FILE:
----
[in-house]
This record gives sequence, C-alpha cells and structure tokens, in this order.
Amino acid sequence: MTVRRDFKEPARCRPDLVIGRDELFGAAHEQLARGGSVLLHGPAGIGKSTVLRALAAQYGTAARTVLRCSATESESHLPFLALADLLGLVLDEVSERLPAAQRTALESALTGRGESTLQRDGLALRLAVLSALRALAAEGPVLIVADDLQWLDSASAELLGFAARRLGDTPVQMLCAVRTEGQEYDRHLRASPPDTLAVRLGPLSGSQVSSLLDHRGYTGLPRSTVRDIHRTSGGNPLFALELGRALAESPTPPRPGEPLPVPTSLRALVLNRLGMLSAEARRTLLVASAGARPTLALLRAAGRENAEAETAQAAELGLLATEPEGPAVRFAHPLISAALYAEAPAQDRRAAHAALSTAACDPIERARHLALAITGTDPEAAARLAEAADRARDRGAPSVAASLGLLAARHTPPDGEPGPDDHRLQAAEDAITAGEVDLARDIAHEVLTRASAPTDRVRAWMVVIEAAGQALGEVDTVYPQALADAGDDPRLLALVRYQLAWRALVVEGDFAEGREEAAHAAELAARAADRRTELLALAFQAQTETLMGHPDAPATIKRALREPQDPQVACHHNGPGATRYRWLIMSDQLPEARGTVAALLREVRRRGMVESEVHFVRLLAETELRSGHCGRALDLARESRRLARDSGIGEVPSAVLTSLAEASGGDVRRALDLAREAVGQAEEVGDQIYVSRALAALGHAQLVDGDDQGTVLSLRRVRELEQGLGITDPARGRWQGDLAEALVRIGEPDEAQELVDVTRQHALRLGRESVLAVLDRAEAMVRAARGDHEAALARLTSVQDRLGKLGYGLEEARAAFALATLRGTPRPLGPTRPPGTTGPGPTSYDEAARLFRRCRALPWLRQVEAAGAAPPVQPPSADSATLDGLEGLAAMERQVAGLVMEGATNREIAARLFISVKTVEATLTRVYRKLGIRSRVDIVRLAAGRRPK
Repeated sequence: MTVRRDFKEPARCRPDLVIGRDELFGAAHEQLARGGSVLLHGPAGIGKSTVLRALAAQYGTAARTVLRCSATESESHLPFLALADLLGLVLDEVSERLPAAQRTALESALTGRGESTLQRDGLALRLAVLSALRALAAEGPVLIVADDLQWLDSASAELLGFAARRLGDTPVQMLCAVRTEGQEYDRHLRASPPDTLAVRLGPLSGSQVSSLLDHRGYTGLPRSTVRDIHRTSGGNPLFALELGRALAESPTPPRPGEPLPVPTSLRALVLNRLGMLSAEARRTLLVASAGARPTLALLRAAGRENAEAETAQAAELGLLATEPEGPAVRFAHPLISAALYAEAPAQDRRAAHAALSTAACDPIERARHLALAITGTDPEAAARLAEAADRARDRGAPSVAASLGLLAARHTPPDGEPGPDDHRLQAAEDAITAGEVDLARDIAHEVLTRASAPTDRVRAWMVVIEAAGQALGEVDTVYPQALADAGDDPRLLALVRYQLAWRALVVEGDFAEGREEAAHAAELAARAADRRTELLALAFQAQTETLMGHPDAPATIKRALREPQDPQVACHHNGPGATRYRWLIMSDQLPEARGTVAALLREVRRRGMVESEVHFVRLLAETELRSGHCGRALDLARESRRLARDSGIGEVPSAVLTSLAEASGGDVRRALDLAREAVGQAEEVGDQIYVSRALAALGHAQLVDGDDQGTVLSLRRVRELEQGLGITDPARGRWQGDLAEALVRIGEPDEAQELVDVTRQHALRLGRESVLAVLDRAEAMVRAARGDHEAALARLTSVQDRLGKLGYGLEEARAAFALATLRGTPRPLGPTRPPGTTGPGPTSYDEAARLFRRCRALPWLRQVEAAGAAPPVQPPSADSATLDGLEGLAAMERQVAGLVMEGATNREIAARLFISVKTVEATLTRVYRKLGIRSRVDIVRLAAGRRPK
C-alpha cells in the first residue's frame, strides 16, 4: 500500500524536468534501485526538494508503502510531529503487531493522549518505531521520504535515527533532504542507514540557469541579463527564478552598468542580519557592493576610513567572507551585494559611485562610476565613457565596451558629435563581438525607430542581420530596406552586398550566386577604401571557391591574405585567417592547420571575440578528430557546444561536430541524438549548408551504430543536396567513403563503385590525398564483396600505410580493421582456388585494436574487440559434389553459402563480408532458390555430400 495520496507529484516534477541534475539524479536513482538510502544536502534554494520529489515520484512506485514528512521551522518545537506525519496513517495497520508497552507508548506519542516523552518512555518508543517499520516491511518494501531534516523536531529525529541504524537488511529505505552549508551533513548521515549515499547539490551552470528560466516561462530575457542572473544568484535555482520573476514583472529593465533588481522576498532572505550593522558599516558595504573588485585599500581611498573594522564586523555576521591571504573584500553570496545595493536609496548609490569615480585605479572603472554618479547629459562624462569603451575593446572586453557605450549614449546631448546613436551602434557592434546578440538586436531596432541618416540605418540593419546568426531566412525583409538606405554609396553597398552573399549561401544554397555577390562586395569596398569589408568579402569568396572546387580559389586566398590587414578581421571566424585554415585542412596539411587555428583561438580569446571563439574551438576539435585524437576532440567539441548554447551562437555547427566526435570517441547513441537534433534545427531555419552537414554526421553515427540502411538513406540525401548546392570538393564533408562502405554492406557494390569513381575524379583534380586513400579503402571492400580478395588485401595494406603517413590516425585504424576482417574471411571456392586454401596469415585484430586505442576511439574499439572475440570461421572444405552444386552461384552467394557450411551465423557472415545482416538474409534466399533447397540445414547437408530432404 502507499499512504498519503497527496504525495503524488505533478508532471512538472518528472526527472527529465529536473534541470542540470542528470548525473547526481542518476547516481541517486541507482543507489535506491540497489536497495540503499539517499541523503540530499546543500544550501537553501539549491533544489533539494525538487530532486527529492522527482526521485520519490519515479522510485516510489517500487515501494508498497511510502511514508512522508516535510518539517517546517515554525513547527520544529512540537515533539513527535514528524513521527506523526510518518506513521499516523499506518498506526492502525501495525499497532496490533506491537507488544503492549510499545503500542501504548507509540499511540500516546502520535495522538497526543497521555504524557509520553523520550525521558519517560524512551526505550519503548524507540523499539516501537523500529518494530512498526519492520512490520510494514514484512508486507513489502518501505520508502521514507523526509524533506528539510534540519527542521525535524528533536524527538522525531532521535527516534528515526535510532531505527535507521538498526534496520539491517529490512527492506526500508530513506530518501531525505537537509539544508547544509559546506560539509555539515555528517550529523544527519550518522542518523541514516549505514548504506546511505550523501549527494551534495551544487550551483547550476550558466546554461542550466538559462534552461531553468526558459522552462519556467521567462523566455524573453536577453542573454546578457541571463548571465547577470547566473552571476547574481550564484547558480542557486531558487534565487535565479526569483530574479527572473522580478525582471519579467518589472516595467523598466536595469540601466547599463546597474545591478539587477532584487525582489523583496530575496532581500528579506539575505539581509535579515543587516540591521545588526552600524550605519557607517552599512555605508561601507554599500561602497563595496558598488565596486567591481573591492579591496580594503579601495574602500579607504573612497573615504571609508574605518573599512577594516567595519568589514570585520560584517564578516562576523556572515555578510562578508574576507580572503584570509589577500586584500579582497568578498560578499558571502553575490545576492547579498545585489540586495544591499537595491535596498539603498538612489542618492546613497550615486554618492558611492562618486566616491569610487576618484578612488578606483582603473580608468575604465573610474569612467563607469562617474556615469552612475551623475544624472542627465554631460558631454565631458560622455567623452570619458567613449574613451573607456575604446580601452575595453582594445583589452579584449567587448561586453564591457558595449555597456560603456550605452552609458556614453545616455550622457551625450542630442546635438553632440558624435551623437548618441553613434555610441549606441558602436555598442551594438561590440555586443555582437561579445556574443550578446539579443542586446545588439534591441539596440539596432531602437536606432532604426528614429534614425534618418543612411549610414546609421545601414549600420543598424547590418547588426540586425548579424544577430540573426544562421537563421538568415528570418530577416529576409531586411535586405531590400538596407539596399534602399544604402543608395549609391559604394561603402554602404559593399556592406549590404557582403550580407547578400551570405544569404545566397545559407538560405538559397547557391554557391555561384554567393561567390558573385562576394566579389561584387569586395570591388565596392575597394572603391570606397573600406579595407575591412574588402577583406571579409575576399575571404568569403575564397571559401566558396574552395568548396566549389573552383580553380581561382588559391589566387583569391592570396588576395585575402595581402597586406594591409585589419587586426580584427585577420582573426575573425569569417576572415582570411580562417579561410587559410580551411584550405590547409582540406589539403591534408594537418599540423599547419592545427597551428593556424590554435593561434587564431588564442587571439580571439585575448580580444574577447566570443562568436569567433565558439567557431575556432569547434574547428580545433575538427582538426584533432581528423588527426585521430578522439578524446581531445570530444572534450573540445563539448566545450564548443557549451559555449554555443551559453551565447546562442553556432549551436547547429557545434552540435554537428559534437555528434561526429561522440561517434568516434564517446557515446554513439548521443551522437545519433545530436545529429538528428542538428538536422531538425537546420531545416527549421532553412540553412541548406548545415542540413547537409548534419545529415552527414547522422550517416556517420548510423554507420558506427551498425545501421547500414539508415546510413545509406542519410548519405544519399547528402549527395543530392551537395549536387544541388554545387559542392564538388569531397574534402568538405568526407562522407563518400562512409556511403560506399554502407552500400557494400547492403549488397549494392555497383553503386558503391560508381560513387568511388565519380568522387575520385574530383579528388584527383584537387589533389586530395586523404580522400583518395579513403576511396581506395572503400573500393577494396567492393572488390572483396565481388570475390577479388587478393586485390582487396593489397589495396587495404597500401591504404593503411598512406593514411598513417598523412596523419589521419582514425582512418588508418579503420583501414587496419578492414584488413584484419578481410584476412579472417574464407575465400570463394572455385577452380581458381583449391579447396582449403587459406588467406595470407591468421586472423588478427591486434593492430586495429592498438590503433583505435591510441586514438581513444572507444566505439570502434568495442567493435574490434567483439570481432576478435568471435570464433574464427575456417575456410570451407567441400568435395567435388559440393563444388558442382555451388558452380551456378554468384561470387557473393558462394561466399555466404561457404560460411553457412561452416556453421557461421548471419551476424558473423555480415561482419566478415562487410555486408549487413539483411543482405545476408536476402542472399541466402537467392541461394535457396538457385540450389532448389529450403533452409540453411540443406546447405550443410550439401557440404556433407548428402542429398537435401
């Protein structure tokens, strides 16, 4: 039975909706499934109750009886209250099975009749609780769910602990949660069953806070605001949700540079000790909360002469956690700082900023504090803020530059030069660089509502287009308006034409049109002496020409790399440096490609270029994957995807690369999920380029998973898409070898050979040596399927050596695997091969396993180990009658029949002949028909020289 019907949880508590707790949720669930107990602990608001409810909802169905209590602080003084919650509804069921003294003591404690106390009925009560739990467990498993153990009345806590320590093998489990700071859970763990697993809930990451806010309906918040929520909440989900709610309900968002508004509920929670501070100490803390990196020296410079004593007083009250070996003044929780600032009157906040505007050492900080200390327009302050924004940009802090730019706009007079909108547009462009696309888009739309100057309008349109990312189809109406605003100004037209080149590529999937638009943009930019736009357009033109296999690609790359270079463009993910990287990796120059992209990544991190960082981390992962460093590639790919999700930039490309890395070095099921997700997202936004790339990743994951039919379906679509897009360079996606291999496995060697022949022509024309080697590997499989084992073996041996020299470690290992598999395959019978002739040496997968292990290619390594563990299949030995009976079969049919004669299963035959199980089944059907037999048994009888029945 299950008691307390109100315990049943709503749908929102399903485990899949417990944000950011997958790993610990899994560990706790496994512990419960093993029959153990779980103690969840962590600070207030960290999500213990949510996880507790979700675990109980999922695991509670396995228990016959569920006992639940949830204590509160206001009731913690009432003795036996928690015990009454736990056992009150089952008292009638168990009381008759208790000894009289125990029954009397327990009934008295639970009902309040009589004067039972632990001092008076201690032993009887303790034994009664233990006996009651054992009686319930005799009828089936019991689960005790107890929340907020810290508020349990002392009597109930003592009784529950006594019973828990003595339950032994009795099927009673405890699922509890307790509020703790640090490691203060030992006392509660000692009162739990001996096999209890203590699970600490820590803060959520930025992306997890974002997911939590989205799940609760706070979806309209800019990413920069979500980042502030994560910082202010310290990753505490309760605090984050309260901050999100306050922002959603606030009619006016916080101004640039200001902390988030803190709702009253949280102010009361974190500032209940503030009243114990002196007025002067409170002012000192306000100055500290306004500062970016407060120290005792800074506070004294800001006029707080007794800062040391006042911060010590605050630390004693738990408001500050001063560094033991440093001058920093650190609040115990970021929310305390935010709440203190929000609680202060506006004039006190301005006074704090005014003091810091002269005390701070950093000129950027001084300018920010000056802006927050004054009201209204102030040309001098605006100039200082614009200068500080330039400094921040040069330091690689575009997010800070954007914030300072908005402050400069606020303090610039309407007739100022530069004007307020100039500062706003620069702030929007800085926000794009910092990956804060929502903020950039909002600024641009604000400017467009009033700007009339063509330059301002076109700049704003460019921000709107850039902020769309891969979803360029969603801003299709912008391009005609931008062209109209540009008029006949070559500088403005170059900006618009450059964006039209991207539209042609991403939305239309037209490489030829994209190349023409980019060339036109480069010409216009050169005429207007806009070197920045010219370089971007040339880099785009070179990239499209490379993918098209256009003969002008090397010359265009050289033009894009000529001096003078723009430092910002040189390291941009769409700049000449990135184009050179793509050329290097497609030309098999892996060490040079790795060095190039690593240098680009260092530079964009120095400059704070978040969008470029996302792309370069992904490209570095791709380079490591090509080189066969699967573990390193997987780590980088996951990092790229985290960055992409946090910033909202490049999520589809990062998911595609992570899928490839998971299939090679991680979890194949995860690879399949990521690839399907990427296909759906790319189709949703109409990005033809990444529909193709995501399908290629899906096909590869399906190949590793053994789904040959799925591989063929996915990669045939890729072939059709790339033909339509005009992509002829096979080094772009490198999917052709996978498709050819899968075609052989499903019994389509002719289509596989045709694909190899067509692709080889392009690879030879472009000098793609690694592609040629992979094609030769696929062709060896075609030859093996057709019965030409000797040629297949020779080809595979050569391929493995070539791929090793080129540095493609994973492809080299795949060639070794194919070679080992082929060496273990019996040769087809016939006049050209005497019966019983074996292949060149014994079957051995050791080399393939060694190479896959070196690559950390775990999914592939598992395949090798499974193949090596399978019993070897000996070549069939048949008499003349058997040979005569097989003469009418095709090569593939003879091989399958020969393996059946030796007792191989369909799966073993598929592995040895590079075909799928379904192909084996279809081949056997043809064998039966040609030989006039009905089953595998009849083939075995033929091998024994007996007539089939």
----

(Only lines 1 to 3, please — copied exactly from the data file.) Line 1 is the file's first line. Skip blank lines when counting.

[in-house]
This record gives sequence, C-alpha cells and structure tokens, in this order.
Amino acid sequence: MTVRRDFKEPARCRPDLVIGRDELFGAAHEQLARGGSVLLHGPAGIGKSTVLRALAAQYGTAARTVLRCSATESESHLPFLALADLLGLVLDEVSERLPAAQRTALESALTGRGESTLQRDGLALRLAVLSALRALAAEGPVLIVADDLQWLDSASAELLGFAARRLGDTPVQMLCAVRTEGQEYDRHLRASPPDTLAVRLGPLSGSQVSSLLDHRGYTGLPRSTVRDIHRTSGGNPLFALELGRALAESPTPPRPGEPLPVPTSLRALVLNRLGMLSAEARRTLLVASAGARPTLALLRAAGRENAEAETAQAAELGLLATEPEGPAVRFAHPLISAALYAEAPAQDRRAAHAALSTAACDPIERARHLALAITGTDPEAAARLAEAADRARDRGAPSVAASLGLLAARHTPPDGEPGPDDHRLQAAEDAITAGEVDLARDIAHEVLTRASAPTDRVRAWMVVIEAAGQALGEVDTVYPQALADAGDDPRLLALVRYQLAWRALVVEGDFAEGREEAAHAAELAARAADRRTELLALAFQAQTETLMGHPDAPATIKRALREPQDPQVACHHNGPGATRYRWLIMSDQLPEARGTVAALLREVRRRGMVESEVHFVRLLAETELRSGHCGRALDLARESRRLARDSGIGEVPSAVLTSLAEASGGDVRRALDLAREAVGQAEEVGDQIYVSRALAALGHAQLVDGDDQGTVLSLRRVRELEQGLGITDPARGRWQGDLAEALVRIGEPDEAQELVDVTRQHALRLGRESVLAVLDRAEAMVRAARGDHEAALARLTSVQDRLGKLGYGLEEARAAFALATLRGTPRPLGPTRPPGTTGPGPTSYDEAARLFRRCRALPWLRQVEAAGAAPPVQPPSADSATLDGLEGLAAMERQVAGLVMEGATNREIAARLFISVKTVEATLTRVYRKLGIRSRVDIVRLAAGRRPK